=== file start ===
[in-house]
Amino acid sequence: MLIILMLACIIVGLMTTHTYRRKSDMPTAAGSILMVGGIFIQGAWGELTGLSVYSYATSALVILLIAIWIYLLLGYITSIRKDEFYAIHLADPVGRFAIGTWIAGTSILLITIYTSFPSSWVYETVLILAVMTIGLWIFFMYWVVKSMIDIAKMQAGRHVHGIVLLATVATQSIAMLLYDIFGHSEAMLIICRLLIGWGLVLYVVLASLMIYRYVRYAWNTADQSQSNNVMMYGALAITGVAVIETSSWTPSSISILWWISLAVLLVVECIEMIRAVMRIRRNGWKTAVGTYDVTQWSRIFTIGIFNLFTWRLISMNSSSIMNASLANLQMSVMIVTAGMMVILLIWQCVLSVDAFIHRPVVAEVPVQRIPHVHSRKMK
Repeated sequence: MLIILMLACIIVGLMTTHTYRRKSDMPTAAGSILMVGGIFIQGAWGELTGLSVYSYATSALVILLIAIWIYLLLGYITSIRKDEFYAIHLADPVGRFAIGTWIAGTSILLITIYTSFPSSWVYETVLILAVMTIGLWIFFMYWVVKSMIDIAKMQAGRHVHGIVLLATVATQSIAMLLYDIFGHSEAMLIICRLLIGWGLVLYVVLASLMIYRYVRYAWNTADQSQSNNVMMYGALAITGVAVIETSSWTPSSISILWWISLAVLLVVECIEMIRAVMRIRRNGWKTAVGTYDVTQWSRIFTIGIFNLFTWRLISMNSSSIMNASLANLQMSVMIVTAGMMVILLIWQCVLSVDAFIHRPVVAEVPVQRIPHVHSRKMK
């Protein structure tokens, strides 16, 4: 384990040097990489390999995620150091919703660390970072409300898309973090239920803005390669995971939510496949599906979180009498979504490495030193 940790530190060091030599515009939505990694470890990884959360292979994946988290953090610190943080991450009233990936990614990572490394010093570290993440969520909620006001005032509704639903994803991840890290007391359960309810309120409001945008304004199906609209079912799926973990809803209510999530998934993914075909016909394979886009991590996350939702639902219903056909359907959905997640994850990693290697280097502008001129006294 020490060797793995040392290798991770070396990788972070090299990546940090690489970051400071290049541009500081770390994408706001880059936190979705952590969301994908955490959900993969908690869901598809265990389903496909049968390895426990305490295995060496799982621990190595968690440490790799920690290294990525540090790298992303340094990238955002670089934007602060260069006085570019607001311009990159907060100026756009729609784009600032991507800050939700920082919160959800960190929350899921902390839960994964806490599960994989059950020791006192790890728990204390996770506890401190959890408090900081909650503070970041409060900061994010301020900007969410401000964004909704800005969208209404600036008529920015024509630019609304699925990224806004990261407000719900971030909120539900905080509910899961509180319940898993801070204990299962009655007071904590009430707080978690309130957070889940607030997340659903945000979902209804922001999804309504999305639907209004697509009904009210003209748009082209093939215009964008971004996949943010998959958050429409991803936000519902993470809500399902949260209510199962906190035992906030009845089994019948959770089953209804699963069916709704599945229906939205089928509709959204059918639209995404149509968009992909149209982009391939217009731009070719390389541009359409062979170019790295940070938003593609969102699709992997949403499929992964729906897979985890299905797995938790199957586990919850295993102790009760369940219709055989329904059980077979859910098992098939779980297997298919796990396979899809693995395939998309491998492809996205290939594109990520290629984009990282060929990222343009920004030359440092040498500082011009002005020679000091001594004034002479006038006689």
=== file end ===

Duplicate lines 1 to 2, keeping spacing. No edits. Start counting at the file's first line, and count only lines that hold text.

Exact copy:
[in-house]
Amino acid sequence: MLIILMLACIIVGLMTTHTYRRKSDMPTAAGSILMVGGIFIQGAWGELTGLSVYSYATSALVILLIAIWIYLLLGYITSIRKDEFYAIHLADPVGRFAIGTWIAGTSILLITIYTSFPSSWVYETVLILAVMTIGLWIFFMYWVVKSMIDIAKMQAGRHVHGIVLLATVATQSIAMLLYDIFGHSEAMLIICRLLIGWGLVLYVVLASLMIYRYVRYAWNTADQSQSNNVMMYGALAITGVAVIETSSWTPSSISILWWISLAVLLVVECIEMIRAVMRIRRNGWKTAVGTYDVTQWSRIFTIGIFNLFTWRLISMNSSSIMNASLANLQMSVMIVTAGMMVILLIWQCVLSVDAFIHRPVVAEVPVQRIPHVHSRKMK